Intermediate cell states (ICSs) during the epithelial-mesenchymal transition (EMT) are emerging as a driving force of cancer invasion and metastasis. ICSs typically exhibit hybrid epithelial/mesenchymal characteristics as well as cancer stem cell (CSC) traits including proliferation and drug resistance. Here, we analyze several single-cell RNA-seq (scRNA-seq) datasets to investigate the relation between several axes of cancer progression including EMT, CSC traits, and cell-cell signaling. To accomplish this task, we integrate computational methods for clustering and trajectory inference with analysis of EMT gene signatures, CSC markers, and cell-cell signaling pathways, and highlight conserved and specific processes across the datasets. Our analysis reveals that "standard" measures of pluripotency often used in developmental contexts do not necessarily correlate with EMT progression and expression of CSC-related markers. Conversely, an EMT circuit energy that quantifies the co-expression of epithelial and mesenchymal genes consistently increases along EMT trajectories across different cancer types and anatomical locations. Moreover, despite the high context specificity of signal transduction across different cell types, cells undergoing EMT always increased their potential to send and receive signals from other cells.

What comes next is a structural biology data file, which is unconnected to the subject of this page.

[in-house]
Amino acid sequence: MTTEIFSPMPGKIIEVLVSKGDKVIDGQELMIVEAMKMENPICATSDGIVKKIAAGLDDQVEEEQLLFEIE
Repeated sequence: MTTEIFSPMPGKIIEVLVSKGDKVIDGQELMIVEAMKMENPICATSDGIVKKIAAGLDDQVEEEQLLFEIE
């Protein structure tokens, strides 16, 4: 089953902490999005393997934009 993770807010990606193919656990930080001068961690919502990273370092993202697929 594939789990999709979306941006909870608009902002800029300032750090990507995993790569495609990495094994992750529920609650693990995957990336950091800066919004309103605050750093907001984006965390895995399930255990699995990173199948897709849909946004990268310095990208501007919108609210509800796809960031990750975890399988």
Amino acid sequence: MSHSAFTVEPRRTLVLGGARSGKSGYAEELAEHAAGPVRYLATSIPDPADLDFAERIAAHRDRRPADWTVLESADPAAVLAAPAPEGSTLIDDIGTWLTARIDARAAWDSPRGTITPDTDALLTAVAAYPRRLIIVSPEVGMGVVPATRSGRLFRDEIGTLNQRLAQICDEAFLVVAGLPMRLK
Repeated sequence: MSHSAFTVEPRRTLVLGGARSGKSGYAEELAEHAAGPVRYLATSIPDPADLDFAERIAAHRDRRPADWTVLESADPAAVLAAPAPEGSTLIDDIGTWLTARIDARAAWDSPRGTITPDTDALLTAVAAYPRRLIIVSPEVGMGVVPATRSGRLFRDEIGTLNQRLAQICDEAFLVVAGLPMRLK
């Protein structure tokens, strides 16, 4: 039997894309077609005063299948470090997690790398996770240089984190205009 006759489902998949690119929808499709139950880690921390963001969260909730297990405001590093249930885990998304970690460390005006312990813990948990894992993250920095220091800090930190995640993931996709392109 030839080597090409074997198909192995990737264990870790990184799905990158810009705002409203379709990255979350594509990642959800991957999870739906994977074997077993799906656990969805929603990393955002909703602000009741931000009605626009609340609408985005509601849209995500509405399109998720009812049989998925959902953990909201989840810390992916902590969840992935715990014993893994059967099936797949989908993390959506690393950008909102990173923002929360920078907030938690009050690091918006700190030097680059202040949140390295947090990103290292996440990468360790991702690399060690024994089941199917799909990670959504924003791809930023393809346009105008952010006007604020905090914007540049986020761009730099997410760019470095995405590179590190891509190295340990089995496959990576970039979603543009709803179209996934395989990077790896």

Keywords: EMT; TGFB; WNT; cancer stem cells; cell–cell signaling; epithelial–mesenchymal plasticity; hybrid E/M; notch; scRNA-seq.